During the Korean War, my dad taught Judo, and was parachuted behind enemy lindes, jumping from a plane that took off from one of MacArthur's aircraft carriers. He got a purple heart, for a wound to his rump, but that was related to some prank he was pulling on his buddies, after a few too many beers. He would never tell me exactly what happened.
WHile still a soldier, on leave, my did built his own home for us, on a lot down the road form his parents. And had a truck come and move it onto a lot where a basement was dug, just next door to my grandparents' farm. My mother hated it, and wanted a brick home made by a contractor, in the suburbs far away from the farm. She grew up in the wilderness, with Wilda and Ray, then married Brownie, who was a Park Ranger, among other things. Ray was a sheep hereder and a silver/gold prospector. Never struck it rish. Brownie was raised on the Yakima Indian reservation, abonded there by his mom, while his younger brother was rasied in California, and became an executive VP at U.S. Stell. Wilda, my grandmother had a brother that married an Indian named Stella LaClair. Gerald, WIlda's brother, was beat to death by the sheriff and his deputies in Goldendale Washington. Some say beause he kept ketting drunk. Others say because he took up with and Indian and having a daughter. Never knew her name. Noboy alive knows it. We think it might be Georgie or Georgia. My mother showed me a photo of Stella and a papouse, leaning against a Model T.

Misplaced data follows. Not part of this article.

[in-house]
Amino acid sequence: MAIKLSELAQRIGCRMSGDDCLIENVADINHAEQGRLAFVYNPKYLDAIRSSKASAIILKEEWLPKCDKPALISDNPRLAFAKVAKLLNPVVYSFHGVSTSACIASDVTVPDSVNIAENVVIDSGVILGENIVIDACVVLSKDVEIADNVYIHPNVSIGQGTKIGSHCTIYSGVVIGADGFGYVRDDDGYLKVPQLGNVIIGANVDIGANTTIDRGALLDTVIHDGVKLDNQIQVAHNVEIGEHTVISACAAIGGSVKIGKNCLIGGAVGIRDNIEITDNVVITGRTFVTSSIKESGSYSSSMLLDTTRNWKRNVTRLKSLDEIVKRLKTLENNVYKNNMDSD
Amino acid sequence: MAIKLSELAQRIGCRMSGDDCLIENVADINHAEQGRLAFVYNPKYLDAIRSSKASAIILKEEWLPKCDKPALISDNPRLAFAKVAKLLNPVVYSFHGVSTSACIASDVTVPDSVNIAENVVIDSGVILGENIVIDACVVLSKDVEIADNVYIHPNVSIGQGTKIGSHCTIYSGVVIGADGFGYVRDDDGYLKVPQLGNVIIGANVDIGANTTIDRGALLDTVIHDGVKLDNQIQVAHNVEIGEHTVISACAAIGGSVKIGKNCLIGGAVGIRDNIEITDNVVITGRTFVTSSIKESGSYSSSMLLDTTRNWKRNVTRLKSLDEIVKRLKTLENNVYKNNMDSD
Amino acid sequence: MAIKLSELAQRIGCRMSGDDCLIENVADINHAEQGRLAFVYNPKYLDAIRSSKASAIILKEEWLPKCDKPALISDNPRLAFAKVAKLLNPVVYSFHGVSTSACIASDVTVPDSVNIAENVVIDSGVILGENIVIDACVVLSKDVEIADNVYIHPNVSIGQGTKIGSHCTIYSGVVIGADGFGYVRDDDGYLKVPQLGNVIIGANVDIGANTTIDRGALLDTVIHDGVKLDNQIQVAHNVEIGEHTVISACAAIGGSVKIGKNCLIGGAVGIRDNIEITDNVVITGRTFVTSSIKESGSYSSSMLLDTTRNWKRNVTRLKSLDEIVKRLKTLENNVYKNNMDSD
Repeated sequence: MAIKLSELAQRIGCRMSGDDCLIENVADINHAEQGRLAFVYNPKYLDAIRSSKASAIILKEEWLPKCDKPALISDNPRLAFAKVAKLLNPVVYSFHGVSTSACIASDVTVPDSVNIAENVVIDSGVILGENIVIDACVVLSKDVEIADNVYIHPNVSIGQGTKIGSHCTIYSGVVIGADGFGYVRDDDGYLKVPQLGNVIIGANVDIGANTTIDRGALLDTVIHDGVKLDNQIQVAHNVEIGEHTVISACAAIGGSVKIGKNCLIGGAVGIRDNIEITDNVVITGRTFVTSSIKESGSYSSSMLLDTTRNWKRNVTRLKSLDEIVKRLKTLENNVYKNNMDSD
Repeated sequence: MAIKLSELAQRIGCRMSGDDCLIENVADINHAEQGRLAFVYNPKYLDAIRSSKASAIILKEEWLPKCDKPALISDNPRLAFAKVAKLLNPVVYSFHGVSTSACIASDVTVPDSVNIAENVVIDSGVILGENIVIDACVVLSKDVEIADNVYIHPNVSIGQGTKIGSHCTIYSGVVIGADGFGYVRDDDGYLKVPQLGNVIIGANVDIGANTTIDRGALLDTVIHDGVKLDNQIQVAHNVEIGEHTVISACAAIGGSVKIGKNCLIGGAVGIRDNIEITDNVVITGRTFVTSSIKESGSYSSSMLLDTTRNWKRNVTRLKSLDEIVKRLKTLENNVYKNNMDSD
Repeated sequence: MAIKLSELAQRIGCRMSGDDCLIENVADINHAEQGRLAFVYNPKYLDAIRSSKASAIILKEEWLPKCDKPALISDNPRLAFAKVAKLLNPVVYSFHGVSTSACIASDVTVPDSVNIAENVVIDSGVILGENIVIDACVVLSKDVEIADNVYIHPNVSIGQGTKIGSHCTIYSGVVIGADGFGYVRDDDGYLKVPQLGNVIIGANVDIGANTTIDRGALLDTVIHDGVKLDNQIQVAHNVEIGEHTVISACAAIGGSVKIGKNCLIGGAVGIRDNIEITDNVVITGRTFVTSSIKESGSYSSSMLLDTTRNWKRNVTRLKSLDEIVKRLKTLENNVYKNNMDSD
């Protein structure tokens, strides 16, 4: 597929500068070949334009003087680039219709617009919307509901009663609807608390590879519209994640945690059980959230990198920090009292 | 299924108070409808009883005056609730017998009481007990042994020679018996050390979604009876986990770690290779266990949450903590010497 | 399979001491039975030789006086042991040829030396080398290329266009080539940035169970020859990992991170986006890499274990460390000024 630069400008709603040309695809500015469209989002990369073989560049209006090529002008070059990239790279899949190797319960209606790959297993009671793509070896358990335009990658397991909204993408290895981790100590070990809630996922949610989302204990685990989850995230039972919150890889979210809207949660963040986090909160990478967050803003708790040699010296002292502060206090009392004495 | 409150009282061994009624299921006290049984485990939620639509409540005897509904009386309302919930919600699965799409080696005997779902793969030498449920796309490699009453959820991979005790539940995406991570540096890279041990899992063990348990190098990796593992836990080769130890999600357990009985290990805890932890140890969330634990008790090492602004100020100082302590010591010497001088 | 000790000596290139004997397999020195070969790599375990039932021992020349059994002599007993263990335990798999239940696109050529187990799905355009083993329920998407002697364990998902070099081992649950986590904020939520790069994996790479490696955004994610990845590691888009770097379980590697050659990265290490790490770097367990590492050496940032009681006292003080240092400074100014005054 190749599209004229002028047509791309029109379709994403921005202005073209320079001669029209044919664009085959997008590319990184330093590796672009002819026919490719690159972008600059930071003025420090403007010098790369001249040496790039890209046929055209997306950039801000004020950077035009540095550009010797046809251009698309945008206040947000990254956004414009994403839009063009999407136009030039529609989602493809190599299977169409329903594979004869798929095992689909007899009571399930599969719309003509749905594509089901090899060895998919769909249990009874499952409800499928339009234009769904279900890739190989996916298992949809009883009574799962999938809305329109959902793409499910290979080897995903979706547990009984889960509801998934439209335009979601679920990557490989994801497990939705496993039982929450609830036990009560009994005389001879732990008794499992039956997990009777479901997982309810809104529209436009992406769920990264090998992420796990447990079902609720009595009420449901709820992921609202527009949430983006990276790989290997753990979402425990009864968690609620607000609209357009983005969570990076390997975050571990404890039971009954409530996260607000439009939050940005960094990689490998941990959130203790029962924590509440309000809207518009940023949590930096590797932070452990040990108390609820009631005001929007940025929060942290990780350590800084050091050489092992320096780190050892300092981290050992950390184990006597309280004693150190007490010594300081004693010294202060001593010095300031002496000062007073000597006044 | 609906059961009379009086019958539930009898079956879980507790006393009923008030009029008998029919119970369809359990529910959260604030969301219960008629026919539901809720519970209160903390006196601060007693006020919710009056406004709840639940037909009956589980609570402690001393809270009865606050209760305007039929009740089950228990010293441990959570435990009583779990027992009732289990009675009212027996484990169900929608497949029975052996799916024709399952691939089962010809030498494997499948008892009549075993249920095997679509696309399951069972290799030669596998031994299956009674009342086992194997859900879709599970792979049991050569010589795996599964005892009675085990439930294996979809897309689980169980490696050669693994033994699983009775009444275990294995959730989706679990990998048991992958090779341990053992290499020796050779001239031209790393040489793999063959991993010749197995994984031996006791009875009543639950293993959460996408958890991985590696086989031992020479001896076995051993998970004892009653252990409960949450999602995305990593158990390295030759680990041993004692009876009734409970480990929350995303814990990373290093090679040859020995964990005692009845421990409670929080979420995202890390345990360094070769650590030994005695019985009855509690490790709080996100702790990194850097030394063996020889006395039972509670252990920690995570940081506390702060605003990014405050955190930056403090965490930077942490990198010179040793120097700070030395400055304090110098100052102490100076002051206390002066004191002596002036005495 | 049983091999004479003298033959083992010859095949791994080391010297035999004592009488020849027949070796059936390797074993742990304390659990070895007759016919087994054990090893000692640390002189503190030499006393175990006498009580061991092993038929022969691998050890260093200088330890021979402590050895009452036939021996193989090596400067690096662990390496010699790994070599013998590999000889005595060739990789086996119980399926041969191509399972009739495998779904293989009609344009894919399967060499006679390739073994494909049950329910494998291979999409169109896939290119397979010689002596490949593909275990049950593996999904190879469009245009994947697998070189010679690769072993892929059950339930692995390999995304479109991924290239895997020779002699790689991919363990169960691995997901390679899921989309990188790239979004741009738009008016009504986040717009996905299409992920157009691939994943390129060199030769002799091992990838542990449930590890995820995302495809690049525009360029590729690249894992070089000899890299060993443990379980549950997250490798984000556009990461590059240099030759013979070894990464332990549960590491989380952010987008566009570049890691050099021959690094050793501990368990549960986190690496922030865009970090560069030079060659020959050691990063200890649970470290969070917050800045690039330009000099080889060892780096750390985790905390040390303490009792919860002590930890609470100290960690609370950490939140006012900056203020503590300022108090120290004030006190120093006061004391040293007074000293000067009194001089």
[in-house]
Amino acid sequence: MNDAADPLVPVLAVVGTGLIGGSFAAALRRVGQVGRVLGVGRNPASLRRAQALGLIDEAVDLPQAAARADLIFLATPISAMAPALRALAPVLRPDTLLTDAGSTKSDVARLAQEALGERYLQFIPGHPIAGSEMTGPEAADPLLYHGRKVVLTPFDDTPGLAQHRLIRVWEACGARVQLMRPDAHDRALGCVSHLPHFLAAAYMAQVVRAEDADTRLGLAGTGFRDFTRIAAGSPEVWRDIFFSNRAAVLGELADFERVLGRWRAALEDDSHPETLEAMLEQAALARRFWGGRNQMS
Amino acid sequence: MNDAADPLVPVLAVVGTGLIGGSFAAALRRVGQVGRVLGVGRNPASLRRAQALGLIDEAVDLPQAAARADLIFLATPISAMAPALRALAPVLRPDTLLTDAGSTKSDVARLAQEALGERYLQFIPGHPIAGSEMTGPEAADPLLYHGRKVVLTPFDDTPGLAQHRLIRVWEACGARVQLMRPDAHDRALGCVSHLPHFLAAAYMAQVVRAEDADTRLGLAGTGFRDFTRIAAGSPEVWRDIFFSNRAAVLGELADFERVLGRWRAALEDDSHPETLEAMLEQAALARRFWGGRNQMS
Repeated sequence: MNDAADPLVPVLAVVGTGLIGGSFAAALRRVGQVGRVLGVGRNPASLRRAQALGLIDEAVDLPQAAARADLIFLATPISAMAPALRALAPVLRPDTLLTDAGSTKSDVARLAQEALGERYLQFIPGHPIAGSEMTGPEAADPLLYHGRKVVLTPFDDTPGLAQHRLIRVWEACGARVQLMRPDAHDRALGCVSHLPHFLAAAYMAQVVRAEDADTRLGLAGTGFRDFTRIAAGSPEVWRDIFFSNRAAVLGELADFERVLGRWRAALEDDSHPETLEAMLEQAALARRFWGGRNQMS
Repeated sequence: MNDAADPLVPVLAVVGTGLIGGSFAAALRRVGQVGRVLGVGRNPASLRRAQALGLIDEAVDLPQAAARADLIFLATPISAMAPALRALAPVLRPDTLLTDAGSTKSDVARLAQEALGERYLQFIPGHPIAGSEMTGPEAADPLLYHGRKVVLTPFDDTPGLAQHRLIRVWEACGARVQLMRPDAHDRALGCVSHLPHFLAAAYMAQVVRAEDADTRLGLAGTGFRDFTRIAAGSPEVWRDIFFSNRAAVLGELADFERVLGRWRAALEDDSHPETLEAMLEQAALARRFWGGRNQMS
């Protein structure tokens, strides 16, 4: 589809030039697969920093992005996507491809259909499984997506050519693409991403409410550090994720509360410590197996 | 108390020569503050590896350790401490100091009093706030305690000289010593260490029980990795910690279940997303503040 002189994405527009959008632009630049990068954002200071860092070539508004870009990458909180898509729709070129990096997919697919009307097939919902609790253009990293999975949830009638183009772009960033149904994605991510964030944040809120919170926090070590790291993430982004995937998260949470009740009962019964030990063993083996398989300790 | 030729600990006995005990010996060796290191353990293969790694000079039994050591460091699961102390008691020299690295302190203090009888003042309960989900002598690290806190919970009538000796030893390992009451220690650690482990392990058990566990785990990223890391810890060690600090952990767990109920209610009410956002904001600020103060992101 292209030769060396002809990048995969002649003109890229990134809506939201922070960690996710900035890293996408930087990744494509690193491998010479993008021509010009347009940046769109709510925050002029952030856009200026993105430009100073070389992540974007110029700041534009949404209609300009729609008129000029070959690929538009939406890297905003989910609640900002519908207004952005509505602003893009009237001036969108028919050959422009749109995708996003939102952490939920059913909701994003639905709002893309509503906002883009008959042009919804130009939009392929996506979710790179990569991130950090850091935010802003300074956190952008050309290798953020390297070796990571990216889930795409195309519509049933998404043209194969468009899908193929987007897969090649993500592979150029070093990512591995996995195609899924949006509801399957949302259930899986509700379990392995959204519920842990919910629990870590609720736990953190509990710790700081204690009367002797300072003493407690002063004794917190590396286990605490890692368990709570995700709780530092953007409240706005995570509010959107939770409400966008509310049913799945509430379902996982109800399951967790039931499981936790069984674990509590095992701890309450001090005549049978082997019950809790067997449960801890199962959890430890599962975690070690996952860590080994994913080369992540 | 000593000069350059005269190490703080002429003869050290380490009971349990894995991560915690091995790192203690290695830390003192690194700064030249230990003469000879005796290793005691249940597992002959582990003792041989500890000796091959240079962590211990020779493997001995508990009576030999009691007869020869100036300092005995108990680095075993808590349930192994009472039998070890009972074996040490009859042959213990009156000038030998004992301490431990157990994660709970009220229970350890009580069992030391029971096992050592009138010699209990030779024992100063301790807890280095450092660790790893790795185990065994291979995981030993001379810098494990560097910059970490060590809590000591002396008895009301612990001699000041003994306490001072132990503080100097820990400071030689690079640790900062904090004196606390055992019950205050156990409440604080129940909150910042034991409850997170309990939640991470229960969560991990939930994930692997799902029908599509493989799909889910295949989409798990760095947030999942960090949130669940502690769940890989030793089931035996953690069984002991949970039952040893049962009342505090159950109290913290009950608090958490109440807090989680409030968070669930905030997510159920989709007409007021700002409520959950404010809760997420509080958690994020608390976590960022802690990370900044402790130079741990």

Ony my dad's side, my grandfather AUgust's brother, Edward married a Pulallup Princess, Then August cross out Edward's name for the fmaily bible. Edward and his princess bride moved onto the reservation and had several children, one namded Sam. They eventually moved to a reservation in Wyoming. I have never met the descendents, but would like to.
I tell you this becaue it is no accident that my living story beckons me to study tribal wisdom, a project I am currently in the middle of. It is no accident that my views on living story come from Native American scholars like Cajete, VIzeonor, and TwoTrees. A living story has a place, a time, and an aliveness. It lives in relationship to me.
I attended St. Charles elementary school. Went to church every day of the week, but my parents never went. My grand parents on my dad's side went every week to a church in Millwood, not all that far from their farm.
My first pet was Sparky, a collie that my mother said shed too much hair. So one day, I came home, and was told by my parents, Sparky had run away. A few days later, SParky returned. Next day, I was told he'd run off again. A few days later, he came back. But the third time, he never retruned. I elarned much alter in life, my parents took Sparky to the pound, and somehow had escaped twice. But the last time, was put to sleep. I really never trusted what my parents said, ever again.
One day my dad took me to the dentist, said we were moving to Alaska. Seems the phone company he worked for was getting absorbed by Western Electirc, and he was going to work on the Dew line installations, the early warning system, incase the Russians would send a missile towards the US.